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Regeneration is the order of the day for the latest Sub Pop signee, former Hooray For Earth frontman Noel Heroux. After two full-length albums and a few EPs, his previous band called it a day in 2014. Heroux makes the final days of that band sound like a desperate trudge.

Mass Gothic is his attempt to return to loving, committed songwriting and performance. Falling out of love - out of effort - with the creative process usually sounds the death knell for artists. When you can't even be bothered seeking that connection with the material you know you're expected to produce, and which others around you are desperately trying to re-create, is heartbreaking. Like sleepwalking towards an inevitable cliff edge.

Presumably then, Mass Gothic is Heroux with the shackles off. And in parts, it's a salutary reminder of why it is artists actually need to care about the things they're selling. 'Nice Night', appearing halfway through the collection, sees the singer cut loose for the first time, allowing a retching, guttural call to break through the mess of distorted guitars. The chirpy 'Every Night You've Got To Save Me' recalls fond memories of Cursive at their most charming. There's an odd fissure between sweetness and sourness.

It's a shame, then, that almost half of the album has already passed by the time these tracks emerge from the shruggy fog. 'Mind is Probably' explores that staple of the last couple of years, the mutated chillwave disco pop workout. It's an odd choice for an opener, structured as it is more in the vein of a late-album wig out with an elongated tail and over-zealous crashes. We've barely entered Mass Gothic's world before we're being battered over the head with droning, messy repetition. 'Want To, Bad' takes a similarly unresolved track, a chord progression that wheels from one side to another, lashing out without ever quite finding a logical conclusion. Which is fine, but, you know, it's also not so fun to be around.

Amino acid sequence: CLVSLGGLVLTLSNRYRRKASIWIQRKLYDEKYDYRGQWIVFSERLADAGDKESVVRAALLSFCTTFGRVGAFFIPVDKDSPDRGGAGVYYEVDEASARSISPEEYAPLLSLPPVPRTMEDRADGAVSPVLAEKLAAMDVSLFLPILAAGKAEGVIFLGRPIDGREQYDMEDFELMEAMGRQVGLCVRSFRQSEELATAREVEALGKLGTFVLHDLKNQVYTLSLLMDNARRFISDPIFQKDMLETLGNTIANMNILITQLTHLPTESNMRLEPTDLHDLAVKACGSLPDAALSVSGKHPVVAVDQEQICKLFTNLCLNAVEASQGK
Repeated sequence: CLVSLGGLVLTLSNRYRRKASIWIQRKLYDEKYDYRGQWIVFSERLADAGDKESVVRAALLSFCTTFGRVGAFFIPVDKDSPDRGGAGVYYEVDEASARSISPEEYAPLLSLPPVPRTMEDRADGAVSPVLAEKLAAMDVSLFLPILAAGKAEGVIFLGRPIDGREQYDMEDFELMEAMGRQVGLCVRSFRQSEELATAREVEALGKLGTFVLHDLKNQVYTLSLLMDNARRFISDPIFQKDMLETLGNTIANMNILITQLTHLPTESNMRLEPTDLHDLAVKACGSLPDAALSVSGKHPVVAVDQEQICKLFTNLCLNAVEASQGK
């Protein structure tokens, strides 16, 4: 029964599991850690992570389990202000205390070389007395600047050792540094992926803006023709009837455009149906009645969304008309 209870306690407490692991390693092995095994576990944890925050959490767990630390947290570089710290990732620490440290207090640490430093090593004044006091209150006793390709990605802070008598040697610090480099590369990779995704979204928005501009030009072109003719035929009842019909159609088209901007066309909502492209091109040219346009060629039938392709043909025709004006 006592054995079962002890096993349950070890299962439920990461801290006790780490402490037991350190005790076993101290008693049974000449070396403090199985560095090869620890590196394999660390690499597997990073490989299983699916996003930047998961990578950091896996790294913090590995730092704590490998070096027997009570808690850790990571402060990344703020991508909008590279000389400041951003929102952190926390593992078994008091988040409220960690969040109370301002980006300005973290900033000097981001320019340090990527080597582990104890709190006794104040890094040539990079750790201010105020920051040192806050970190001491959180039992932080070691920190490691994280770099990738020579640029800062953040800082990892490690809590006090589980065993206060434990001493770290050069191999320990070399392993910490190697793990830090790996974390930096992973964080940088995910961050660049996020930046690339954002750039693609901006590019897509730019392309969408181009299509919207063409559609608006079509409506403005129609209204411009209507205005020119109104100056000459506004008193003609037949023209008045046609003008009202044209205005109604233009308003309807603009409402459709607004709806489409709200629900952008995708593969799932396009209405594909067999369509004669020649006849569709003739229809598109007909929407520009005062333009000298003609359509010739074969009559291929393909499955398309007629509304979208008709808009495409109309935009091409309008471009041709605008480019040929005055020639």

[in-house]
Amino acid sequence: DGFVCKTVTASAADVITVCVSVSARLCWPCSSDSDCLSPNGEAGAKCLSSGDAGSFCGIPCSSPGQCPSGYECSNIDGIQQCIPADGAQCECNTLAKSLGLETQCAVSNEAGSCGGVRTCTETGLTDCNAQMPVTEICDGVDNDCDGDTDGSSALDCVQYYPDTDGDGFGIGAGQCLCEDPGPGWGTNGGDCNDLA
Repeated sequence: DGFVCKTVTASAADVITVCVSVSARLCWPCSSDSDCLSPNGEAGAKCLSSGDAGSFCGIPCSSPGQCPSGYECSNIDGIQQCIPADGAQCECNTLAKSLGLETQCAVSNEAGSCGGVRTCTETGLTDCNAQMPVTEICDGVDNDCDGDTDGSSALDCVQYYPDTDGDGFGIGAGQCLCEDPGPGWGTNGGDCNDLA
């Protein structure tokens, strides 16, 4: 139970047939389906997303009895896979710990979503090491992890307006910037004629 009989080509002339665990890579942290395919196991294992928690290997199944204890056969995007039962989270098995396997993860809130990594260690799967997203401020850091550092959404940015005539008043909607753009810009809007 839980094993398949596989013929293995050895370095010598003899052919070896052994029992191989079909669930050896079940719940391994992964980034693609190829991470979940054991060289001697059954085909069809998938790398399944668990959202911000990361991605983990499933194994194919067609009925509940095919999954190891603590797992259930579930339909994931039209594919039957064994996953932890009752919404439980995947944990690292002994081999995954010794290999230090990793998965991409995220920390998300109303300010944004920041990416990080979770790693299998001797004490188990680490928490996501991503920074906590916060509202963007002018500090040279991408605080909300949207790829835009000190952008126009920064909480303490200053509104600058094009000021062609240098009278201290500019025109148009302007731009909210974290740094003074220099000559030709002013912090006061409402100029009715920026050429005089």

Heroux's voice is homogenous. Most tracks sit him squarely in his comfort zone, with nice harmonies crisscrossing key line-enders. When Weezer do it, it's kind of OK because they live within a sonic environment which is knowingly constrained and focused above all else on bombast and cheek. Mass Gothic doesn't have that. It's trying to be friendly, sure, but also personal and perceptive. 'Money Counter' works within these constraints. A lot of the record struggles to.

'Soul' and 'Territory' in particular feel a bit like the Marc Almond years after Soft Cell; perhaps too raw and self-reflexive to appeal to a wider audience than his own personal demons and sympathetic friends. 'Soul' is an especially difficult experience, a swooning, huge car crash of a song.

There's nothing particularly wrong with Mass Gothic. There's clearly a compelling artistic voice in there. Perhaps album 1 isn't the time to draw any solid conclusions about Noel Heroux's potential for solo output. He says it himself in the press notes - he's coming out of the maelstrom of a painful separation. These things take time to heal. He's not quite there yet. But he'll be back.

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